While acceptance has grown for community based TNR programs, it has only been in recent years that TNR has been considered for shelter cats . However, from a feline welfare and environmental impact perspective, it's logical that if this approach is acceptable for community cats that happen to be trapped by volunteers and brought to a clinic, it can apply equally well to cats that happen to be captured by citizens and brought to a shelter. One notable difference is that citizens bringing cats to shelters may have different motivations than community cat trappers, and thus prefer a different outcome (such as permanent removal to eliminate nuisance behaviors, versus release back into their neighborhood following alteration). However, a great majority of people when given only two choices, between leaving a feral cat in place versus having it killed, would choose to leave it in place.(Chu and Anderseon 2007) In the first year of the shelter based TNR “Feral Freedom” program in Jacksonville, Florida, fewer than two dozen serious complaints about the program were reportedly received.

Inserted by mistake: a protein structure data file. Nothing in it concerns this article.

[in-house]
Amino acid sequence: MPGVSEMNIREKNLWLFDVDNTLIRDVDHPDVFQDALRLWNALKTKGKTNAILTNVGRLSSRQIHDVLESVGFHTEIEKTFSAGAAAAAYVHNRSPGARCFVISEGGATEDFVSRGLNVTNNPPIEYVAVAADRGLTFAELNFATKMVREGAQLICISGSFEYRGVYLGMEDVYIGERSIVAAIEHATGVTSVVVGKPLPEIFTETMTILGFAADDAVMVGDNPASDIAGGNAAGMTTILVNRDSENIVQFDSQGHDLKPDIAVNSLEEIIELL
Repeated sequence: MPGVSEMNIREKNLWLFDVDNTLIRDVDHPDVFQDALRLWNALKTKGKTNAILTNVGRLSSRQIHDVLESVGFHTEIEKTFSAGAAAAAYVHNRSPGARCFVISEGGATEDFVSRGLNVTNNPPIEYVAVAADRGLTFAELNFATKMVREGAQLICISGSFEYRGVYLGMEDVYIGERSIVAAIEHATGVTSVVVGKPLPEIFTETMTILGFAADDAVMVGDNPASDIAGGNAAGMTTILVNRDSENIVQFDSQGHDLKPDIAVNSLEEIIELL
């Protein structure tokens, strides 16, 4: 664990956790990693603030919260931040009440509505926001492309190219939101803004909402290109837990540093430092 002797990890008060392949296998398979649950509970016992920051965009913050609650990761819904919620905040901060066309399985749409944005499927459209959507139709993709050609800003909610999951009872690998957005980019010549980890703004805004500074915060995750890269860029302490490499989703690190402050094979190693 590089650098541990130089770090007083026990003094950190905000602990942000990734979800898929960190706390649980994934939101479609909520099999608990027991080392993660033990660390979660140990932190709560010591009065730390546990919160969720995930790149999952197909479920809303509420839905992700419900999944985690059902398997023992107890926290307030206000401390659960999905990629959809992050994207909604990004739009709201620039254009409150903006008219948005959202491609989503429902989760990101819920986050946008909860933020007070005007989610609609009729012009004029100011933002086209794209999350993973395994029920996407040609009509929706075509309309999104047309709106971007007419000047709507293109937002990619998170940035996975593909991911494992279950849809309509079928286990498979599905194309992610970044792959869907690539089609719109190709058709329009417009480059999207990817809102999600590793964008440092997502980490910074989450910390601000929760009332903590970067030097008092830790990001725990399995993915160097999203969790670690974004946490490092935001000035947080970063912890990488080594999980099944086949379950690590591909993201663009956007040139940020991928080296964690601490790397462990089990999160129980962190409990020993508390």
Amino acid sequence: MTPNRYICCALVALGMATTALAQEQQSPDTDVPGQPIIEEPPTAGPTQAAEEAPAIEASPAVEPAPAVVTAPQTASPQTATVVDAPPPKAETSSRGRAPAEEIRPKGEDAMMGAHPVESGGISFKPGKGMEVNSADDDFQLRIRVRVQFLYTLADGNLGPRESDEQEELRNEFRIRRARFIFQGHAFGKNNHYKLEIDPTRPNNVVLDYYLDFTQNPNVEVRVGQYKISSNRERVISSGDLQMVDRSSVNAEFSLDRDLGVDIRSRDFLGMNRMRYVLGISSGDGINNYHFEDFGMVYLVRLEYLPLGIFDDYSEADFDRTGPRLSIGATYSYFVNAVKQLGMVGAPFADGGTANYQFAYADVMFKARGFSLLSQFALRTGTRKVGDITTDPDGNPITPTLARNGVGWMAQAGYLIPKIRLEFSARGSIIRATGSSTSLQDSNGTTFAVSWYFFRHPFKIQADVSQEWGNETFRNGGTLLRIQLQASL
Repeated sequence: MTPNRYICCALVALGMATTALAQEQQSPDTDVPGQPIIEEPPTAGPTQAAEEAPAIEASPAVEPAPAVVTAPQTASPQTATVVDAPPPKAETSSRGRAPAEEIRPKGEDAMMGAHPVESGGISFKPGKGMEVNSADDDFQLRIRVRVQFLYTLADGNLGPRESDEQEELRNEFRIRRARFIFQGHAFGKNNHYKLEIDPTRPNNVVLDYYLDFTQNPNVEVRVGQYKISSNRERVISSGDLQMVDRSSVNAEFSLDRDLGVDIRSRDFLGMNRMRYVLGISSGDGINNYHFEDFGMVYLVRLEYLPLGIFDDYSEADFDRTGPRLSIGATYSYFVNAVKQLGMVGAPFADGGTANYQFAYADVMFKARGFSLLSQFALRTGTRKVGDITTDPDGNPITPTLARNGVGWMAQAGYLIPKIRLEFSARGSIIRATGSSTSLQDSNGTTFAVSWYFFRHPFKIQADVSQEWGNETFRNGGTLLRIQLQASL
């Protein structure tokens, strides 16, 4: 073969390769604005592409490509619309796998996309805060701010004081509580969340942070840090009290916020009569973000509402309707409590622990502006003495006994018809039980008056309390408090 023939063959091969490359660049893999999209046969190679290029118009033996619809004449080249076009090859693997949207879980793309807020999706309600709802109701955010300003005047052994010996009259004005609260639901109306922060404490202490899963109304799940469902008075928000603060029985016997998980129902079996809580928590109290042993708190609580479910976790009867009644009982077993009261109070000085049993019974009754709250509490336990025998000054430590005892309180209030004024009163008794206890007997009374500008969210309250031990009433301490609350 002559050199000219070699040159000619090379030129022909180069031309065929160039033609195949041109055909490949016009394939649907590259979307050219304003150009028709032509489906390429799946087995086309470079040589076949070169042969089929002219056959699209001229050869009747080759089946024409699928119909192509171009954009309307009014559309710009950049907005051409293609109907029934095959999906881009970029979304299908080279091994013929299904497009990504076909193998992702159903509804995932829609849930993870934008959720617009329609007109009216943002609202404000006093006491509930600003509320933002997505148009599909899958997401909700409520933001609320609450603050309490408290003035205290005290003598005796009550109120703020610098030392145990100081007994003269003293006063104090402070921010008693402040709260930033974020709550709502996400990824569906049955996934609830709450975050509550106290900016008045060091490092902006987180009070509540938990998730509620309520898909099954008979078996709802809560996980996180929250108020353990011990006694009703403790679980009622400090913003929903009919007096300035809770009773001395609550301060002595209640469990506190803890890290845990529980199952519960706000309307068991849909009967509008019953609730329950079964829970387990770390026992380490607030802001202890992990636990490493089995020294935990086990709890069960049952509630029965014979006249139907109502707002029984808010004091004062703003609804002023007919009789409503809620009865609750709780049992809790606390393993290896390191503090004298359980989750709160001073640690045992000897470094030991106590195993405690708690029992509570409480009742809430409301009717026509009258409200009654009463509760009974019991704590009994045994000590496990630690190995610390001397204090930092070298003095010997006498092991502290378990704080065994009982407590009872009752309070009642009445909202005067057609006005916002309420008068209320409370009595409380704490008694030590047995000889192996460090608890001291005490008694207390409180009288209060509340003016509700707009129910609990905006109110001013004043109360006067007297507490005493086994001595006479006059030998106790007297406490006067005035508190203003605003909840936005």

Shelter based TNR programs have the benefit of directly targeting cats that are otherwise certain candidates for euthanasia, either because they are “feral” and thus unadoptable, or simply because the shelter is unable to find homes even for all friendly cats admitted. This confers an advantage over traditional community based TNR programs, in which it is hoped that shelter intake and euthanasia will decrease as an indirect benefit but there is no guaranteed link. A combination of both programs is ideal: community based programs bypass the shelter entirely, reducing the cost and complexity of the process, while shelter based programs provide an immediate alternative to euthanasia.

Limiting intake